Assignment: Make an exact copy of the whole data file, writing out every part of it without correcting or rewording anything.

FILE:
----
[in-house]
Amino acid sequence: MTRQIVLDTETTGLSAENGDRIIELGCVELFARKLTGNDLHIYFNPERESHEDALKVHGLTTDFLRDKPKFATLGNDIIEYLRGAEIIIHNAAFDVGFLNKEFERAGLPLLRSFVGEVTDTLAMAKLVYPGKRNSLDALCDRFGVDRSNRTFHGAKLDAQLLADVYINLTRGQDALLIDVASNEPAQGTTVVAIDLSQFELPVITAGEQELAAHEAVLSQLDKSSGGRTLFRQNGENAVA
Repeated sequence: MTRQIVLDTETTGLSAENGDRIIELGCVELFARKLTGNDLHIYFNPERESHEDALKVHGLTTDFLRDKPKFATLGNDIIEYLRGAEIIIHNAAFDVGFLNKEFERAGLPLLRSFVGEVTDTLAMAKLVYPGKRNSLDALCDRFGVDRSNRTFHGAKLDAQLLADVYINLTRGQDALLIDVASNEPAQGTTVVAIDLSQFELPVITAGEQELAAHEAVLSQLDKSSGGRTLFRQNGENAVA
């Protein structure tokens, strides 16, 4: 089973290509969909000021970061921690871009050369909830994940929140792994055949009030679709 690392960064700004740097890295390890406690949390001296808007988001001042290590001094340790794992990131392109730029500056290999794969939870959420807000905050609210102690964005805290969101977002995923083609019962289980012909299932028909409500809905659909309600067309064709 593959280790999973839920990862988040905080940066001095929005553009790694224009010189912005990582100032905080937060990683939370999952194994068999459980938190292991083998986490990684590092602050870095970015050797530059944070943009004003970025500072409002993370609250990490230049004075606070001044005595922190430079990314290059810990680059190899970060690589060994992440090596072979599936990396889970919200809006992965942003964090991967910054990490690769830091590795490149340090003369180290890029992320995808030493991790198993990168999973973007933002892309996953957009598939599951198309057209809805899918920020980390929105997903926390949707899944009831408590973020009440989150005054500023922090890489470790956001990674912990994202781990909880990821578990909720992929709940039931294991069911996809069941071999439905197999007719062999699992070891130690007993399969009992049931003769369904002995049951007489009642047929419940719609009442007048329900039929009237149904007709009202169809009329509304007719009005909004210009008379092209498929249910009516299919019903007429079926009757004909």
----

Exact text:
[in-house]
Amino acid sequence: MTRQIVLDTETTGLSAENGDRIIELGCVELFARKLTGNDLHIYFNPERESHEDALKVHGLTTDFLRDKPKFATLGNDIIEYLRGAEIIIHNAAFDVGFLNKEFERAGLPLLRSFVGEVTDTLAMAKLVYPGKRNSLDALCDRFGVDRSNRTFHGAKLDAQLLADVYINLTRGQDALLIDVASNEPAQGTTVVAIDLSQFELPVITAGEQELAAHEAVLSQLDKSSGGRTLFRQNGENAVA
Repeated sequence: MTRQIVLDTETTGLSAENGDRIIELGCVELFARKLTGNDLHIYFNPERESHEDALKVHGLTTDFLRDKPKFATLGNDIIEYLRGAEIIIHNAAFDVGFLNKEFERAGLPLLRSFVGEVTDTLAMAKLVYPGKRNSLDALCDRFGVDRSNRTFHGAKLDAQLLADVYINLTRGQDALLIDVASNEPAQGTTVVAIDLSQFELPVITAGEQELAAHEAVLSQLDKSSGGRTLFRQNGENAVA
């Protein structure tokens, strides 16, 4: 089973290509969909000021970061921690871009050369909830994940929140792994055949009030679709 690392960064700004740097890295390890406690949390001296808007988001001042290590001094340790794992990131392109730029500056290999794969939870959420807000905050609210102690964005805290969101977002995923083609019962289980012909299932028909409500809905659909309600067309064709 593959280790999973839920990862988040905080940066001095929005553009790694224009010189912005990582100032905080937060990683939370999952194994068999459980938190292991083998986490990684590092602050870095970015050797530059944070943009004003970025500072409002993370609250990490230049004075606070001044005595922190430079990314290059810990680059190899970060690589060994992440090596072979599936990396889970919200809006992965942003964090991967910054990490690769830091590795490149340090003369180290890029992320995808030493991790198993990168999973973007933002892309996953957009598939599951198309057209809805899918920020980390929105997903926390949707899944009831408590973020009440989150005054500023922090890489470790956001990674912990994202781990909880990821578990909720992929709940039931294991069911996809069941071999439905197999007719062999699992070891130690007993399969009992049931003769369904002995049951007489009642047929419940719609009442007048329900039929009237149904007709009202169809009329509304007719009005909004210009008379092209498929249910009516299919019903007429079926009757004909």